May 3, 2008

Ruby Red Jasmine Calas - A Creole Fritter

Around the turn of the century, you could find ladies walking the streets of the French Quarter in New Orleans, selling Creole calas to eat with your coffee. Calas are a delightful and slightly sour fried concoction that will remind you of eating a fritter. Once fried they are dusted with powdered sugar and served piping hot.

When I was younger and my family would go out for brunch, you could get your choice of either calas or beignets. I always chose the calas for their slightly sour and exotic flavor. Slathered with fresh preserves or key lime curd they were sublime. Rarely did I have enough room to eat my meal and my parents were always asking for a box to take it home.

The other day I was thinking about calas and the restaurant on the beach where we'd go for brunch. Since the restaurant is long gone, there was only one way I knew I could get calas and that was to make them myself. There are a variety of different ways to spice up your calas, you can use the traditional nutmeg or nutmeg and cinnamon or nutmeg, cinnamon and mace. You can make them sweet or not so sweet.

My family's reaction to the calas was mixed. My husband and I thought they were wonderful. Our children weren't so fond of them as they found them a bit sour for their taste, but they don't like sourdough bread either. Our favorite way to eat them, was sprinkled with powdered sugar with a dollop of our favorite fruit preserves or curd.


1/2 cup warm water (110 deg. F to 115 deg. F)
2 Tb cane sugar or agave syrup
1 pkg active dry yeast
3/4 cup Ruby Red Jasmine Rice, mashed *
2 eggs, beaten
1/3 cup millet flour
1/4 cup sweet rice flour
1/4 cup arrowroot starch
2 tsp chia seed meal **
pinch sea salt
1/4 tsp vanilla extract
1/4 tsp ground nutmeg
Optional: 1/4 cup cane sugar
Vegetable Shortening for frying
Powdered Sugar for Dusting
Fruit Preserves or Curd for slathering

1. The night before or at a minimum a few hours before you want to make your calas, pour the water, sugar and yeast into a large bowl. Let it stand until the yeast starts to foam, then add the mashed rice. Stir together and then cover the bowl. Allow it to stand at room temperature over night for a stronger sourdough like flavor or for at least a few hours for a milder soured flavor.

2. The next day or several hours later, add the remaining ingredients to the bowl. The mixture should be like a pancake batter, but not thick. Cover and allow it to rise for an hour. (Note: If you would like sweeter calas, add the 1/4 cup of cane sugar at this point.)

3. Preheat your frying oil to 365 degrees Fahrenheit. Set out a tray that is covered with paper towels for draining the calas. Drop by spoonfuls into the oil and cook until the are a deep golden brown with slightly darker edges, turn them over once during cooking.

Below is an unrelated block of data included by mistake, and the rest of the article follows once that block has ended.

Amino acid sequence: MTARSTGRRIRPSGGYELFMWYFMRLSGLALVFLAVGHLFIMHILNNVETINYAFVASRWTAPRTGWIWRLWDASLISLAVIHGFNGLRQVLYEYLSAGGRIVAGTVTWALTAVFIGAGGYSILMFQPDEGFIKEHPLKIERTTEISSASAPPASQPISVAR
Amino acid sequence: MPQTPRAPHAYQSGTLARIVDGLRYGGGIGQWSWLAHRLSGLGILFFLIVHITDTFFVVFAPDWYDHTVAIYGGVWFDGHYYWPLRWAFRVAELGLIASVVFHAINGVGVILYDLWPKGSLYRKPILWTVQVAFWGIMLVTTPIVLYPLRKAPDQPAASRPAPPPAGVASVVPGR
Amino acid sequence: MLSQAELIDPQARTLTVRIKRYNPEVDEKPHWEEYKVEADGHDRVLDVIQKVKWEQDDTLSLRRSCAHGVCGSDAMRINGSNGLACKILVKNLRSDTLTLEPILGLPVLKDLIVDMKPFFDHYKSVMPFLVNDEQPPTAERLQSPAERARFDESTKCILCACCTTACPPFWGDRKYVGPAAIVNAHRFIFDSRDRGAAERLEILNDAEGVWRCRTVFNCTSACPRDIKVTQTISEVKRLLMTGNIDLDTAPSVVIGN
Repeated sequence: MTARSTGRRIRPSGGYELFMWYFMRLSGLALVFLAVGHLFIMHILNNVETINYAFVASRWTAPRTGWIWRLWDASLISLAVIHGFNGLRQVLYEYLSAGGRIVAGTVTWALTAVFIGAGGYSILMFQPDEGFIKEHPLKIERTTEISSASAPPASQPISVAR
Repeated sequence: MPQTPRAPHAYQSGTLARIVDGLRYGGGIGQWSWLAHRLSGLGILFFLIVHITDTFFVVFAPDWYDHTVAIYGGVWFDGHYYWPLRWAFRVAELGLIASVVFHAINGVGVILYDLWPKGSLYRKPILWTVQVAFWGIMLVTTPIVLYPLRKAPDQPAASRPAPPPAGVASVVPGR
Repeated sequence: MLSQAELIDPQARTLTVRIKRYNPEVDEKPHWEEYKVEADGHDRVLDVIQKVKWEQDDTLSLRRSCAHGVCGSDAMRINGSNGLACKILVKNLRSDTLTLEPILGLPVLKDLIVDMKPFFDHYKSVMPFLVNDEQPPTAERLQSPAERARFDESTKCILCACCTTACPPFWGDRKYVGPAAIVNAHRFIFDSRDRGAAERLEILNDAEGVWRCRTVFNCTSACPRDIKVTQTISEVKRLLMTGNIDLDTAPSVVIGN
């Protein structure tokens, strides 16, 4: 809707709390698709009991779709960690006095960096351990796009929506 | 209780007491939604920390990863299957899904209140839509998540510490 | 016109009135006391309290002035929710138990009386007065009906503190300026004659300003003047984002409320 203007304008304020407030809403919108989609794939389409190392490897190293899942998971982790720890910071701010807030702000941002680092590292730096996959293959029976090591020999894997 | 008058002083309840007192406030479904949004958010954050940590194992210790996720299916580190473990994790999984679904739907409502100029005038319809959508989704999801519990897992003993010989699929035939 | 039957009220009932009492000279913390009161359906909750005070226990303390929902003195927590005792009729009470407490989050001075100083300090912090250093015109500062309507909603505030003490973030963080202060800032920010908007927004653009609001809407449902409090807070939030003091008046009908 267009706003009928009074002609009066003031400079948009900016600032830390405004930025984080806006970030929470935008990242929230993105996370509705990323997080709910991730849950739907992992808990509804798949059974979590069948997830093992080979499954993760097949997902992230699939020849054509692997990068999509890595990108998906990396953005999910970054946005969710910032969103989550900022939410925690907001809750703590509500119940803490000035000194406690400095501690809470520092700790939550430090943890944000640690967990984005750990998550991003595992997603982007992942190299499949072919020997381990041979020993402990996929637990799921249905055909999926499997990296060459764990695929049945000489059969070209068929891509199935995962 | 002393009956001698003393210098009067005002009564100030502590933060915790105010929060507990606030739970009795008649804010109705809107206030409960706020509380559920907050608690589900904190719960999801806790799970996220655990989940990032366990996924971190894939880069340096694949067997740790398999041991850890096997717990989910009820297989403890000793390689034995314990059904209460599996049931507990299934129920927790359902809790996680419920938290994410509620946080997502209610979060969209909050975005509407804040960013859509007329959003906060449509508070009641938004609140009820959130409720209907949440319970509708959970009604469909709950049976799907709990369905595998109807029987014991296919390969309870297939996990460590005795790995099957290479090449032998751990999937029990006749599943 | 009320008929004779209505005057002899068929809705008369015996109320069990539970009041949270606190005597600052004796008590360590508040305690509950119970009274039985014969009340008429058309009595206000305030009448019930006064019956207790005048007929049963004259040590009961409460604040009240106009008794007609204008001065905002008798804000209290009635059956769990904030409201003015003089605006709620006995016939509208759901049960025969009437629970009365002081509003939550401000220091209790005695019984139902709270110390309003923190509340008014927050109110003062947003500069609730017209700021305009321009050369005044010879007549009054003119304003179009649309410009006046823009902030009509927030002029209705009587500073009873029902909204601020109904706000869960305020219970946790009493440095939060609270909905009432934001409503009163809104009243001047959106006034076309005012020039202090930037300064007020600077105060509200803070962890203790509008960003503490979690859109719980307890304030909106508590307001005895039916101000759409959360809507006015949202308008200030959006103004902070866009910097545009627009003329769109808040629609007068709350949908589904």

4. Sprinkle with powdered sugar and serve warm. Makes 15 small calas.


1. You can use a gluten free flour blend with xanthan gum added instead of the flours and chia seed meal. Use 3/4 cup of the flour blend.

2. You can substitute 1 1/2 tsp xanthan or guar gum for the chia seed meal.

3. Any rice you have on hand can be used instead of the Ruby Red Jasmine rice.

* Ruby Red Jasmine Rice - I purchased my Ruby Red Jasmine Rice from Whole Foods. It is from Alter Eco Fair Trade.

** Chia Seeds - I purchase my chia seeds from Native Seeds/SEARCH. Then I use a coffee grinder dedicated to spice grinding to process them into a meal. Once ground, I store the meal in an air tight container in my pantry.


VeggieGirl said...

ooh, those calas sound HEAVENLY!! sorry that your children didn't like them - but hey, as long and you and your husband enjoyed them, then that's still fabulous :0)

linds said...

wow, these look almost too good to eat! (almost) haha.

Celine said...

I'm so jonesing for something fried right about now!

Anonymous said...

Thanks for the great info on the chia seeds! Everything looks so good!

Private Chef said...

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ChocolateCoveredVegan said...

wow, this is a great site. I’m definitely going to tell my friend (who has Celiac’s disease) about it!

Tartelette said...

They look wonderful! It' be like eating fried sourdough...yum!

Sheltie Girl said...

Linds & Celine - Thank you so much for visiting and sharing your words with me.

Sheltie Girl

Sheltie Girl said...

Veggie Girl - My kids may not have liked the Calas, but at least they will try new foods. Maybe one day they will enjoy them.

Thanks for stopping by!

Sheltie Girl

Sheltie Girl said...

White on Rice Couple - You are most welcome. I'm glad you found the information helpful. I personally really enjoy cooking with chia seeds.

Sheltie Girl

Sheltie Girl said...

Private Chef - Thank you for stopping by to visit and all the kind words about my blog. Thanks for the link.

Sheltie Girl

Sheltie Girl said...

Chocolate Covered Vegan - Thanks for stopping by and sharing my link with your friend.

Sheltie Girl

Sheltie Girl said...

Tartelette - Thank you very much for stopping by and the kind words. Yes, these were like eating yummy bites of sourdough.

Sheltie Girl

Dana McCauley said...

Chia seeds are also sold as Salba in many health food and grocery stores. You can get them whole or ground under that name.

Sheltie Girl, if you're interested in sharing your post with more folks, you can send it to AromaCucina. Judith is compiling a NOLA section on her blog to help encourage people to support that great food city.

Drop me a line if you need more info.